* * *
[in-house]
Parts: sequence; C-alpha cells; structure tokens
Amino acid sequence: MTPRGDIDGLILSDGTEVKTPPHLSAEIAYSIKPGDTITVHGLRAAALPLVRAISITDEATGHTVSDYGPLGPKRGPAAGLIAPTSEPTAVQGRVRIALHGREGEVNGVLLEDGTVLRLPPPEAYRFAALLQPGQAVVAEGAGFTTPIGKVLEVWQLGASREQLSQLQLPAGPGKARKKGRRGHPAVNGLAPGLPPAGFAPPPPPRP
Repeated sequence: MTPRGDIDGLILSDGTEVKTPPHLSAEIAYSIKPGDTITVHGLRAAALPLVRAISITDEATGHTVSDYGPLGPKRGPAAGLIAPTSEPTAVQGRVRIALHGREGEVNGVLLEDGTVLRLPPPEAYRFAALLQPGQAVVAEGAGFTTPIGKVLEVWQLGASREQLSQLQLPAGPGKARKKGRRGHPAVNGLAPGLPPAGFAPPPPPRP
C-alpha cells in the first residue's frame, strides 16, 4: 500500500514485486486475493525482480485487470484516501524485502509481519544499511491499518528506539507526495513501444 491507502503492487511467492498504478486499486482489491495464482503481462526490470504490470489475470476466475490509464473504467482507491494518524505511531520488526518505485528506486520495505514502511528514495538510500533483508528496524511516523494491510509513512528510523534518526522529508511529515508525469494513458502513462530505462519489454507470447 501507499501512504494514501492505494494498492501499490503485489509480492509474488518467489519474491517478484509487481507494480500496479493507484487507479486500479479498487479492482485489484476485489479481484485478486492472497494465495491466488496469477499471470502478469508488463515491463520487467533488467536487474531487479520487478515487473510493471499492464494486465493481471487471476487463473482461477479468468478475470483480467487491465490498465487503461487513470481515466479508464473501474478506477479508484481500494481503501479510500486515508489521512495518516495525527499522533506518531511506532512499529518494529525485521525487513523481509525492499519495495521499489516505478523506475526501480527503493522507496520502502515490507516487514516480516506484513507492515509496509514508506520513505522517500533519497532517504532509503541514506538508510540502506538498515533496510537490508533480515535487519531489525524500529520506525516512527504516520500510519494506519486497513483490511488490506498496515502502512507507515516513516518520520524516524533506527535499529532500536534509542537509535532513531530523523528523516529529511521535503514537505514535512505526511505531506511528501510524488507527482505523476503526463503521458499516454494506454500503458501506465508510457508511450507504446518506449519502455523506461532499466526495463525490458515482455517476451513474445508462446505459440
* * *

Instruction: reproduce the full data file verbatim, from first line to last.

[in-house]
Parts: sequence; C-alpha cells; structure tokens
Amino acid sequence: MTPRGDIDGLILSDGTEVKTPPHLSAEIAYSIKPGDTITVHGLRAAALPLVRAISITDEATGHTVSDYGPLGPKRGPAAGLIAPTSEPTAVQGRVRIALHGREGEVNGVLLEDGTVLRLPPPEAYRFAALLQPGQAVVAEGAGFTTPIGKVLEVWQLGASREQLSQLQLPAGPGKARKKGRRGHPAVNGLAPGLPPAGFAPPPPPRP
Repeated sequence: MTPRGDIDGLILSDGTEVKTPPHLSAEIAYSIKPGDTITVHGLRAAALPLVRAISITDEATGHTVSDYGPLGPKRGPAAGLIAPTSEPTAVQGRVRIALHGREGEVNGVLLEDGTVLRLPPPEAYRFAALLQPGQAVVAEGAGFTTPIGKVLEVWQLGASREQLSQLQLPAGPGKARKKGRRGHPAVNGLAPGLPPAGFAPPPPPRP
C-alpha cells in the first residue's frame, strides 16, 4: 500500500514485486486475493525482480485487470484516501524485502509481519544499511491499518528506539507526495513501444 491507502503492487511467492498504478486499486482489491495464482503481462526490470504490470489475470476466475490509464473504467482507491494518524505511531520488526518505485528506486520495505514502511528514495538510500533483508528496524511516523494491510509513512528510523534518526522529508511529515508525469494513458502513462530505462519489454507470447 501507499501512504494514501492505494494498492501499490503485489509480492509474488518467489519474491517478484509487481507494480500496479493507484487507479486500479479498487479492482485489484476485489479481484485478486492472497494465495491466488496469477499471470502478469508488463515491463520487467533488467536487474531487479520487478515487473510493471499492464494486465493481471487471476487463473482461477479468468478475470483480467487491465490498465487503461487513470481515466479508464473501474478506477479508484481500494481503501479510500486515508489521512495518516495525527499522533506518531511506532512499529518494529525485521525487513523481509525492499519495495521499489516505478523506475526501480527503493522507496520502502515490507516487514516480516506484513507492515509496509514508506520513505522517500533519497532517504532509503541514506538508510540502506538498515533496510537490508533480515535487519531489525524500529520506525516512527504516520500510519494506519486497513483490511488490506498496515502502512507507515516513516518520520524516524533506527535499529532500536534509542537509535532513531530523523528523516529529511521535503514537505514535512505526511505531506511528501510524488507527482505523476503526463503521458499516454494506454500503458501506465508510457508511450507504446518506449519502455523506461532499466526495463525490458515482455517476451513474445508462446505459440